Please imagine someone's statements are very ambiguous and vague. How shall one express this matter and indicate that ambiguity in that guy's words:

  • His words were full of ambiguity.

  • His words were full of vagueness.

  • His words were full of obscurity.

I googled various structures, but I didn't find any proper answer to my question unfortunately. I would be thankful if someone could let me know if my sentences are natural and if not, how a native speaker would indicate such a message?

For me they all work. Meanwhile, I need to know if the structure "someone's words were full of..." works here or not.

1 Answer 1


Your sentences are understandable

His words were full of ambiguity/vagueness/obscurity.

but it's a little verbose, more simply you could say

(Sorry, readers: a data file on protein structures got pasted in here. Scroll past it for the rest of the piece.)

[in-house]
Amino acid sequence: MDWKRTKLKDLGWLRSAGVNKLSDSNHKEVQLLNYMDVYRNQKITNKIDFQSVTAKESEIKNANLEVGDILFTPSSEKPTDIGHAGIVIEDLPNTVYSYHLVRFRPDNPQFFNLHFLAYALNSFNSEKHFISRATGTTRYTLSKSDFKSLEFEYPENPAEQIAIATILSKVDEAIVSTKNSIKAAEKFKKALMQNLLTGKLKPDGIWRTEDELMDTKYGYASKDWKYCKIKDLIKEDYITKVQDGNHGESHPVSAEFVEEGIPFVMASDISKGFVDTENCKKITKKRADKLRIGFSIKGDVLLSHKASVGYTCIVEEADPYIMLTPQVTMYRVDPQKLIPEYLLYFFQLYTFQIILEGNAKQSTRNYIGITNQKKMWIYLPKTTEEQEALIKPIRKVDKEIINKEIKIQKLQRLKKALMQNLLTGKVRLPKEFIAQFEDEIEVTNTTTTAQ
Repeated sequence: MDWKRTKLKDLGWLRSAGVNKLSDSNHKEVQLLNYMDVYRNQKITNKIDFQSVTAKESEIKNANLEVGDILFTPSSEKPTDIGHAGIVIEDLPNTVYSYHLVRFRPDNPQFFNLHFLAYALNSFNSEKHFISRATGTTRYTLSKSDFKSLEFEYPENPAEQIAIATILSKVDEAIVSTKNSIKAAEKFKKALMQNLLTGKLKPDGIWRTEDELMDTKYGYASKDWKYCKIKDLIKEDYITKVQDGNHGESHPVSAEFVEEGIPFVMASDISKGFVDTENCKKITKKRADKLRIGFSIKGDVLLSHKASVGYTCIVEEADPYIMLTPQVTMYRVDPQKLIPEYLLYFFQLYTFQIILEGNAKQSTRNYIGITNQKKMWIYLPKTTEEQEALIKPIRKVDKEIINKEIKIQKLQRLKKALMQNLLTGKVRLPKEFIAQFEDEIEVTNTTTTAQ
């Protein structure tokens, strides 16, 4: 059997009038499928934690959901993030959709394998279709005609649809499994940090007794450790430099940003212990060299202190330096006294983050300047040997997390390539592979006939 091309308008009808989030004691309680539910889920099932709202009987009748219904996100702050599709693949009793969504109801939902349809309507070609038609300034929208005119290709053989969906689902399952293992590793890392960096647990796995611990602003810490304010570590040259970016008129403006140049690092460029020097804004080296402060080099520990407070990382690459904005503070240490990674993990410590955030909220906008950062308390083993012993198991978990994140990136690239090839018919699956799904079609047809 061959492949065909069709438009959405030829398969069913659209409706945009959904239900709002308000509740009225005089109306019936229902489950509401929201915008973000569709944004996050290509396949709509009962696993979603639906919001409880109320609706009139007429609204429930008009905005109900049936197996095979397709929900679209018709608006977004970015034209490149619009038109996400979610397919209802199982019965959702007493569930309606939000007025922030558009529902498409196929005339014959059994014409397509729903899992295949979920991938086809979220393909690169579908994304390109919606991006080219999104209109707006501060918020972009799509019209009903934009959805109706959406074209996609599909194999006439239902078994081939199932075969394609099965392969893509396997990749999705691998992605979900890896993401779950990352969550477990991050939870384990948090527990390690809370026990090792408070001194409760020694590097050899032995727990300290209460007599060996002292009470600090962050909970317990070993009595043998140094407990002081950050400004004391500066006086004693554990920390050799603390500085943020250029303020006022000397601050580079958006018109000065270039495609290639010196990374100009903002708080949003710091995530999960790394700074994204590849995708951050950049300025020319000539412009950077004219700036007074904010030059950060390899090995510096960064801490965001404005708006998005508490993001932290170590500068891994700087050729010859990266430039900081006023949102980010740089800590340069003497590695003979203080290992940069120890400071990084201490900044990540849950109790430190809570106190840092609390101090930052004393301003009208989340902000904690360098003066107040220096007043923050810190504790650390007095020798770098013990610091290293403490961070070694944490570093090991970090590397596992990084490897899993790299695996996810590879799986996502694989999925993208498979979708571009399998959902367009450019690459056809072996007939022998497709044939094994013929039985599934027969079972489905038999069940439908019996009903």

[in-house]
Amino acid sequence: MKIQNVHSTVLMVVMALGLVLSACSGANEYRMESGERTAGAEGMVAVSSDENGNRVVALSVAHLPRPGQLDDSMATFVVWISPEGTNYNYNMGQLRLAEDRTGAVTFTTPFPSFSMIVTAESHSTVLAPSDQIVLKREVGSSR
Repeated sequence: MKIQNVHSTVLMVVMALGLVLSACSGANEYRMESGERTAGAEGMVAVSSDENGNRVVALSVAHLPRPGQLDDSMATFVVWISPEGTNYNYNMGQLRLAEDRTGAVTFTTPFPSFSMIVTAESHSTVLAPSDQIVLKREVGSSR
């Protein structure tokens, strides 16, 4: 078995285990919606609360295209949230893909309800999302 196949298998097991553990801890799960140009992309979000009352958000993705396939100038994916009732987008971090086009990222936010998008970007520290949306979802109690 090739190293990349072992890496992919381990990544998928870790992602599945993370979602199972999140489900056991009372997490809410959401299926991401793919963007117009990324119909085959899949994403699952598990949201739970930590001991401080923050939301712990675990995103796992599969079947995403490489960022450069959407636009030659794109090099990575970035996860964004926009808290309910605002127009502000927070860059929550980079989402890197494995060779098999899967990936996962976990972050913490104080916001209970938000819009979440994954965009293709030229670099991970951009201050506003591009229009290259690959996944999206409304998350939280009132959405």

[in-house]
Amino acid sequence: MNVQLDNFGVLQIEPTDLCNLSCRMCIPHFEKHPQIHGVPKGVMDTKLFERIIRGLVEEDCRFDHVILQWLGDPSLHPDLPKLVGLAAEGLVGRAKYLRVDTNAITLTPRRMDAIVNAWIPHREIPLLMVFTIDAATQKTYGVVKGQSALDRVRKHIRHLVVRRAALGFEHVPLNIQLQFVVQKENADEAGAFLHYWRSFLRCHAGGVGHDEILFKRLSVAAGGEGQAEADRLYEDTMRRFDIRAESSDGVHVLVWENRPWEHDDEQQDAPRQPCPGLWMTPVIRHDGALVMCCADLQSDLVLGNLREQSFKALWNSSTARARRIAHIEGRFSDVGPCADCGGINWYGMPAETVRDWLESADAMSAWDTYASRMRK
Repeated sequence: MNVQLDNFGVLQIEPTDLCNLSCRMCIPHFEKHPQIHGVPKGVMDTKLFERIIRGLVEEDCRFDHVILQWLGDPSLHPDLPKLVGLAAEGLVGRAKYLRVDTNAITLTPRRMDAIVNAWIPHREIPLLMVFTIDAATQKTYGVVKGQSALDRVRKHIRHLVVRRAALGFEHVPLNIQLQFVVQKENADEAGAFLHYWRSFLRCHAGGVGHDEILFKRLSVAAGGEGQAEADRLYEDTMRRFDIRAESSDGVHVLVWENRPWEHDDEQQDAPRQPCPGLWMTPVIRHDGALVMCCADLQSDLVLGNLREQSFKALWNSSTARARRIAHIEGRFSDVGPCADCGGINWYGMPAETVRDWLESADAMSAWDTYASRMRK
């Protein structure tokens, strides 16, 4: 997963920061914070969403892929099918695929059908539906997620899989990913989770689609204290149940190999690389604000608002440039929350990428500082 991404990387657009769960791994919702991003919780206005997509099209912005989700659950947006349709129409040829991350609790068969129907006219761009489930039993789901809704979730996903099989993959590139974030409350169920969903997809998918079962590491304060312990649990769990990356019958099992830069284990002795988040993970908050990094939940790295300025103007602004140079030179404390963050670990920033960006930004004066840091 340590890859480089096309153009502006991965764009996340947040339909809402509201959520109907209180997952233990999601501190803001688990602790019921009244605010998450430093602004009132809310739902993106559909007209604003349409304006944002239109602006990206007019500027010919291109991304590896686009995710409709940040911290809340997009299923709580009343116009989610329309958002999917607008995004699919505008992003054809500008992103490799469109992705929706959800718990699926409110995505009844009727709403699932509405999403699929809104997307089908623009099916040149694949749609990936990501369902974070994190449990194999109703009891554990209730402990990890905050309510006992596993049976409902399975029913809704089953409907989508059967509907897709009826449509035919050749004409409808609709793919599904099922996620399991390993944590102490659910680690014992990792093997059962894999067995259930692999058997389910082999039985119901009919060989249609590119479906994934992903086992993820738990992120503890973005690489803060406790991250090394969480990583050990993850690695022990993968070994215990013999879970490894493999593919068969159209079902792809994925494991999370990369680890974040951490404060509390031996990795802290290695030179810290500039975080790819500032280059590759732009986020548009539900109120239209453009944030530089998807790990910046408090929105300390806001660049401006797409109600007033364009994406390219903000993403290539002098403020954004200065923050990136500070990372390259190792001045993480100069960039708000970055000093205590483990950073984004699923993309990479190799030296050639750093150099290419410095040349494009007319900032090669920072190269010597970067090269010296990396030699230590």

What he said was ambiguous/vague/obscure.
He was ambiguous/vague/obscure.

You can only use the last sentence if it's understood that the person was speaking since he might have been ambiguous/vague/obscure in his writing or gesturing.

While there is nothing technically wrong with your sentences, there is a set expression

full of shit

If you were to stop your sentence at an inopportune point, the listener might assume you were going to use this set expression.

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